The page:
With only weeks to go before I enter the 3rd trimester (!!!), this post is admittedly a little late. I had no idea how much pregnancy causes time to speed up! I can’t even fathom the thought that FIVE months have elapsed since we found out we were pregnant, and don’t even get me started on how I feel about having only about three months left before baby makes her appearance. It gives whole new meaning to the phrase, ‘so much to do and so little time.’ Never in my life has my motivation to accomplish anything been so fickle; one minute I’m in a tizzy, ready to move dressers out of our bedroom in preparation for a wood-floor project, and the next I’m sitting on the couch having lost all interest in the endeavor.
But, despite my current 26-week status, neither the blog nor the pregnancy would be complete without at least a little bit here for posterity!My Expectations Going into Pregnancy vs. Reality
My expectations: a little fatigue, some nausea, some change in my diet. Reality: more mental than physical fatigue, manageable nausea, a complete diet change, waking up in the middle of the night to pee immediately, extreme lethargy (that was, thankfully, temporary.) I expected to feel the tiredness and nausea; what I didn’t expect was to not feel MYSELF. It was as if overnight I’d been possessed by another person (and in some ways I suppose that is exactly what pregnancy is), and the real Holly took a backseat. I found myself sitting on the couch way more often, usually using my Marco Polo app to talk to a friend, and not minding skipped workouts or undone to-do lists. In all honesty, this extreme slow down was a welcome break from my usual need to accomplish. But, like I said, I didn’t feel MYSELF. I didn’t anticipate worrying about a miscarriage the same day I found out I was pregnant. I didn’t anticipate the lack of motivation to do things that were so normal to me, like working out.
Thankfully, I have good friends who spoke truth into me and encouraged me to both embrace my ‘new normal’ and get back to doing the things I enjoy at the same time. I headed back to the gym and set my mind to getting things done, which snapped me right back into a more ‘normal’ groove. I definitely wasn’t operating on all cylinders in terms of ‘pre-pregnancy Holly,’ but I had bursts of energy and took advantage of them.
Food Aversions and Cravings
While I didn’t have a ton of aversions or cravings, my ENTIRE DIET changed virtually overnight. I went from a (for the most part) uber-healthy diet full of kale and hummus and chicken salad to nachos and burgers and pizza. Basically, if it was grain-based or fast food, I wanted it. This is another example of how my expectations didn’t line up with reality. As a dietitian and someone who genuinely likes to eat healthy food, I thought I’d be ‘strong enough’ to maintain at least some of my healthy-eating practices despite food cravings and aversions. No sir, not a chance. Even when I thought about the importance of healthy food for the baby, I wasn’t able to overcome the urge to eat what my body wanted, when I wanted it. And, it’s possible that because I’d been so rigid in my food decisions for so long that my body (and mind) simply wanted a break! In some ways, it was very freeing to give in to such different impulses.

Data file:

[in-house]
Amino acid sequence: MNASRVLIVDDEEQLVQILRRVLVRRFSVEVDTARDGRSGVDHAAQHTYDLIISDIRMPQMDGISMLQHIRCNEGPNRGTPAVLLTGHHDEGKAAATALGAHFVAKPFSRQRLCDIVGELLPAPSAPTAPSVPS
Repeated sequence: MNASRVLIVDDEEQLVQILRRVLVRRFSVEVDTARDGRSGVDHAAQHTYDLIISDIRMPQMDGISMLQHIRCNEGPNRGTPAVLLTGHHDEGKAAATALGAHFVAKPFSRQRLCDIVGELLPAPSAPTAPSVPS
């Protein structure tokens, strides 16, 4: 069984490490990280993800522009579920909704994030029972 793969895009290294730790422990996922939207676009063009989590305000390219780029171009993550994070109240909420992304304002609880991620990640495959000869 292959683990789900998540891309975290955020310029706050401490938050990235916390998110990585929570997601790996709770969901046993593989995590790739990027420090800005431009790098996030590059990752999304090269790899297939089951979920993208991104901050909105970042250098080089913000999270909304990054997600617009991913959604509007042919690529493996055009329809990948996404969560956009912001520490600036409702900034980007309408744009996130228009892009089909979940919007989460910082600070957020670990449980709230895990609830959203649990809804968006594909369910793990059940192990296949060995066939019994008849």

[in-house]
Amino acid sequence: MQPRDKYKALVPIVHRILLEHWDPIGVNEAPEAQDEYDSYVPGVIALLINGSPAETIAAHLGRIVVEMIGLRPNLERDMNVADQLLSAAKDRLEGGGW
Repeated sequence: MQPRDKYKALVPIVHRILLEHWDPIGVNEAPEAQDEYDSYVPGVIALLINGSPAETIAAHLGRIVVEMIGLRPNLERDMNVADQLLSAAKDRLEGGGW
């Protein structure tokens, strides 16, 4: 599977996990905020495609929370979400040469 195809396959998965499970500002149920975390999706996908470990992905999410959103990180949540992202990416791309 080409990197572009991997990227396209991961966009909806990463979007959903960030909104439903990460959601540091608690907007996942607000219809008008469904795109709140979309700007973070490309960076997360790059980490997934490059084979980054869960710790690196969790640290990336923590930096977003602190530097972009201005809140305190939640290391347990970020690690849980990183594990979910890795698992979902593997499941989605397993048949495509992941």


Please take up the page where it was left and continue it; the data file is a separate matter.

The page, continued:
The biggest driver of my meal choices seemed to be the power of suggestion; if someone mentioned they’d had Chinese takeout for dinner the other night, you better believe that’s what we’d be having for dinner! I can recall at least one mid-day stop at McDonald’s with Andrew while running errands, and a time I had THREE burgers in the span of about a week. (Clearly, I needed iron.) Nachos and pizza were on repeat, and I fell in love with blueberry English muffins with plain cream cheese for breakfast. There wasn’t an egg or fish or dark leafy green in sight!
I did (and sort-of still do) have an aversion to sweet potatoes. In fact, I made my usual sweet potato casserole for Thanksgiving and couldn’t even get one bite down before I pushed it away. I did notice that anything that was super sweet but not meant to be so (like sweet potato or corn casseroles at the holidays) turned me off. Instead, I craved anything savory, like nachos and pizza and Chinese.
I did not have an aversion to meat, although I’d say it only made appearances in the form of pepperoni on pizza, beef burgers and Chinese food. Not my proudest moments as a dietitian, I can tell you that! I also didn’t really have an aversion to coffee, something most pregnant women can’t stand, but found I was drinking less and less. By week six, I stopped making it each morning and didn’t start drinking it again until the second trimester.